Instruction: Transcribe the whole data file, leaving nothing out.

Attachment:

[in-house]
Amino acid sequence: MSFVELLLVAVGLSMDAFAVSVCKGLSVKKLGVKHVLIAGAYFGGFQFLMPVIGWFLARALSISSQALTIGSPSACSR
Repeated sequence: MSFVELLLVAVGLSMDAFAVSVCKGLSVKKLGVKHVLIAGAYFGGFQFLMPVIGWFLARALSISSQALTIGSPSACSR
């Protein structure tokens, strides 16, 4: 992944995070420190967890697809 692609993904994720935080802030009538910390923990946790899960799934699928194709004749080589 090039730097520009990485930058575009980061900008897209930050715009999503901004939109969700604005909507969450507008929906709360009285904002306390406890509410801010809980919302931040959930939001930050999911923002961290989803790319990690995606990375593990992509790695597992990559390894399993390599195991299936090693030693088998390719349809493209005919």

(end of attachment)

[in-house]
Amino acid sequence: MSFVELLLVAVGLSMDAFAVSVCKGLSVKKLGVKHVLIAGAYFGGFQFLMPVIGWFLARALSISSQALTIGSPSACSR
Repeated sequence: MSFVELLLVAVGLSMDAFAVSVCKGLSVKKLGVKHVLIAGAYFGGFQFLMPVIGWFLARALSISSQALTIGSPSACSR
């Protein structure tokens, strides 16, 4: 992944995070420190967890697809 692609993904994720935080802030009538910390923990946790899960799934699928194709004749080589 090039730097520009990485930058575009980061900008897209930050715009999503901004939109969700604005909507969450507008929906709360009285904002306390406890509410801010809980919302931040959930939001930050999911923002961290989803790319990690995606990375593990992509790695597992990559390894399993390599195991299936090693030693088998390719349809493209005919």